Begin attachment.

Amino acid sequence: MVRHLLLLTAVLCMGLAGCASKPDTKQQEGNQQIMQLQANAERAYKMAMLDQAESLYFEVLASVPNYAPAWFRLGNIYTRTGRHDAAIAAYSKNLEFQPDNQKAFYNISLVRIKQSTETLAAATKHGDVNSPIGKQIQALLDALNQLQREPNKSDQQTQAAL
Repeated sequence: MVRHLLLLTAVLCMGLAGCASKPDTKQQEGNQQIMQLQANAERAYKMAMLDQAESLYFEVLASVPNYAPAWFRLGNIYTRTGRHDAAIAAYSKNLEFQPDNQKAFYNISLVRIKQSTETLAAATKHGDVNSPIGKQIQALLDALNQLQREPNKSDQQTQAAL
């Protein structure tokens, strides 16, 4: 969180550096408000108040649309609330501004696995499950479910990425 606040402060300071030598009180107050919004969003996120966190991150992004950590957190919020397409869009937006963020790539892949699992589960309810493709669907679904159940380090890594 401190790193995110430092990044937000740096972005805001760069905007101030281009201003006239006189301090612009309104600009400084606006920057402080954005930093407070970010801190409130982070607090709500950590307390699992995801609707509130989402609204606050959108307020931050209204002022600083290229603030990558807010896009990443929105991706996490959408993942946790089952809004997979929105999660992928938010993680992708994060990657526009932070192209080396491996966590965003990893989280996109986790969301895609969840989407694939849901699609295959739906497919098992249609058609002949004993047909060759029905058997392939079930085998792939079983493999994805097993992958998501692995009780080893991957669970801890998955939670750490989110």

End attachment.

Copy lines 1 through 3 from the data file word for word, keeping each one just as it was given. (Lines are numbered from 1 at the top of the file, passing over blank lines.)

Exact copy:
Amino acid sequence: MVRHLLLLTAVLCMGLAGCASKPDTKQQEGNQQIMQLQANAERAYKMAMLDQAESLYFEVLASVPNYAPAWFRLGNIYTRTGRHDAAIAAYSKNLEFQPDNQKAFYNISLVRIKQSTETLAAATKHGDVNSPIGKQIQALLDALNQLQREPNKSDQQTQAAL
Repeated sequence: MVRHLLLLTAVLCMGLAGCASKPDTKQQEGNQQIMQLQANAERAYKMAMLDQAESLYFEVLASVPNYAPAWFRLGNIYTRTGRHDAAIAAYSKNLEFQPDNQKAFYNISLVRIKQSTETLAAATKHGDVNSPIGKQIQALLDALNQLQREPNKSDQQTQAAL
């Protein structure tokens, strides 16, 4: 969180550096408000108040649309609330501004696995499950479910990425 606040402060300071030598009180107050919004969003996120966190991150992004950590957190919020397409869009937006963020790539892949699992589960309810493709669907679904159940380090890594 401190790193995110430092990044937000740096972005805001760069905007101030281009201003006239006189301090612009309104600009400084606006920057402080954005930093407070970010801190409130982070607090709500950590307390699992995801609707509130989402609204606050959108307020931050209204002022600083290229603030990558807010896009990443929105991706996490959408993942946790089952809004997979929105999660992928938010993680992708994060990657526009932070192209080396491996966590965003990893989280996109986790969301895609969840989407694939849901699609295959739906497919098992249609058609002949004993047909060759029905058997392939079930085998792939079983493999994805097993992958998501692995009780080893991957669970801890998955939670750490989110």